As you can see from the graph, iron has to be shown as a separate bar (in green) as the values are very high. Much of this may be due to soil contamination, and how well the beets are washed before processing can have an impact on the iron level in the finished product. To what extent this iron is absorbed from the gut of the horse is open to debate and there are very few if any studies on this, with companies making and selling Sugar Beet products claiming that the iron is “not available” and “is not absorbed”. Further research is needed here as excess iron is not an energy booster, does not increase red blood cell numbers, does not boost the immune system and can be highly detrimental due to its role in generating free radicals or oxidants, which lead to tissue damage and inflammation.
We have various articles on Iron – to learn more about Iron follow the links below:
The figure below shows the main nutritional values for Sugar Beet in comparison with a number of common forage or fibre alternatives. We can see that Soybean Hulls, which are becoming increasingly popular, are higher in fibre, but have a similar protein, oil and energy content to Sugar Beet. Soybean hulls are higher in starch than Sugar Beet but lower in sugar, so the sum of starch+sugar is similar for both. You can also see that wheat bran is not a great choice for many horses. Low in fibre and high in starch and sugar. Grass pellets (Dengie) and Alfalfa pellets are also a good alternative.
The hygienic quality of pressed and wet pulp is a concern when considering feeding to horses and ponies, but dried and pelleted beet pulp products generally have a very low level of microbial contamination.
Nutritional values of common sugar beet products
The graphs below allow owners to directly compare 9 of the most commonly fed pure sugar beet or mainly sugar beet products on the market. For example, if you are looking for a high fibre product then Fast Fibre by Allen & Page is the highest of this group at 26%. On the other hand, if you are looking for the lowest combined sugar and starch content, then Kwikbeet (Dodson and Horrell), 10 Minute Beet (Equiglo) and Speed-Beet (British Horse Feeds) are the lowest at around 6%.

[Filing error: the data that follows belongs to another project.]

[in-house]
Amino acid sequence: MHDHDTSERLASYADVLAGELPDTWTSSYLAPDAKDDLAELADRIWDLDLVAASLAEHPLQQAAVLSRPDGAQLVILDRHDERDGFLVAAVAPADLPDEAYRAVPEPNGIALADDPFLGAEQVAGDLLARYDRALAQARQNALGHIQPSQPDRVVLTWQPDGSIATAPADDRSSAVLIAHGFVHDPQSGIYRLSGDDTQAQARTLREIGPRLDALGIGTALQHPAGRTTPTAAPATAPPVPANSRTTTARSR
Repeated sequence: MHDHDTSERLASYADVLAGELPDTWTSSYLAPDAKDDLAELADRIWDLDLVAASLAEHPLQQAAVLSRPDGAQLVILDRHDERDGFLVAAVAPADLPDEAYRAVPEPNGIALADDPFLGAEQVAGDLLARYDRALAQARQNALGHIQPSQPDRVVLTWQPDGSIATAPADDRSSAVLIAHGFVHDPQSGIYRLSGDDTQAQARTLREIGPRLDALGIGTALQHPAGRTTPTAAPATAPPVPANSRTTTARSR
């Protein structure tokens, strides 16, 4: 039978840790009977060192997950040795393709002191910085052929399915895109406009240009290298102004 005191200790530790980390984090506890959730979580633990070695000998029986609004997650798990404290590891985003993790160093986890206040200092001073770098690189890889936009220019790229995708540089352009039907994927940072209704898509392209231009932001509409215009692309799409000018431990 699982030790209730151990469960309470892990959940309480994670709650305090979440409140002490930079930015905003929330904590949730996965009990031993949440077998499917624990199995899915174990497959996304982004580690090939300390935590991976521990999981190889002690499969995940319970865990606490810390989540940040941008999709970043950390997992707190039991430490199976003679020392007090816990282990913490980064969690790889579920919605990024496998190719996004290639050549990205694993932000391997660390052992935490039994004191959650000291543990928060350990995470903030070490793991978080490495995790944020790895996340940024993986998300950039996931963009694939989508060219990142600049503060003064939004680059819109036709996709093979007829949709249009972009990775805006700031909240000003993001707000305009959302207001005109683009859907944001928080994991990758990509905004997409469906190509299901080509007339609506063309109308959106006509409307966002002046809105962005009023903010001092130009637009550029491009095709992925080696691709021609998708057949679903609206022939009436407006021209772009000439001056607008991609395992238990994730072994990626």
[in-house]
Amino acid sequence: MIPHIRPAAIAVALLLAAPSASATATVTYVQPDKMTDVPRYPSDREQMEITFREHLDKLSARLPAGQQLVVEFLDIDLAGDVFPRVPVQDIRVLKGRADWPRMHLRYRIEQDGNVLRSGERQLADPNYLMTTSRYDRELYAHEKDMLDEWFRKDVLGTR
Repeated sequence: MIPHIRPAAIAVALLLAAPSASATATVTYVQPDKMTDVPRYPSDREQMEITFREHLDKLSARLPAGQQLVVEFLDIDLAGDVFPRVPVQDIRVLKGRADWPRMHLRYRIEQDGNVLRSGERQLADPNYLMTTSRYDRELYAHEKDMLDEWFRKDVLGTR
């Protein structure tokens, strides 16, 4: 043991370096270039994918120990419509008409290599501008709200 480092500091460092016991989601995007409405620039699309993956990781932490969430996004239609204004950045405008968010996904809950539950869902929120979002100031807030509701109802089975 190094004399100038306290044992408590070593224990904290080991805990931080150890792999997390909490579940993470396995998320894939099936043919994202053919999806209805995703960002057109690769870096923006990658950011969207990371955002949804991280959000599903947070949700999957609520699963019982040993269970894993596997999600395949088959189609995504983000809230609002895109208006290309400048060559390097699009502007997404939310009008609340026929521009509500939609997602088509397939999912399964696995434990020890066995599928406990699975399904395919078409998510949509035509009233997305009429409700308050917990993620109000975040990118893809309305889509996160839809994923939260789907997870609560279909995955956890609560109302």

All the products are 100% sugar beet with the exception of Fibre-Beet (British Horse Feeds), Fast Fibre (Allen and Page) and Veteran Vitality (Allen & Page). British Horse Feeds and Allen and Page were approached to ask if they would indicate what % of their products were sugar beet, but both declined to provide this information on the basis that it was intellectual property/commercially sensitive/confidential. Both companies do provide the information on their packaging required by UK feed regulations and they are not under any obligation to provide the information I requested.
With respect to Speedi-Beet (British Horse Feeds)*, the ingredients are listed “in descending order” as: Speedi-Beet Flakes, Alfalfa Nuts, Oatfeed Pellets, Cane Molasses, Vegetable Fat, Biotin, Peppermint. This means that Speedi-Beet is either the main ingredient or in the same proportion as Alfalfa nuts and oatfeed pellets e.g. Speedi-Beet Flakes (30%), Alfalfa Nuts (30%), Oatfeed Pellets (30%). The consumer has no way of knowing and this may affect the decision to purchase.
For Fast-Fibre (Allen and Page)*, the composition is given as: Nutritionally Improved Straw Pellets, Molasses Free Beet Pulp, Oat Feed, Linseed Expeller (6.7%), Di-calcium Phosphate, Salt, Calcium Carbonate, Mint, Fenugreek, Organic Soya Oil, Yeast, Fructo-oligosaccharides. So either the main ingredient is nutritionally improved straw pellets and molasses-free beet pulp is the second ingredient by % or it could be that nutritionally improved straw pellets and sugar beet make up 40% each. Again, the consumer has no way of knowing.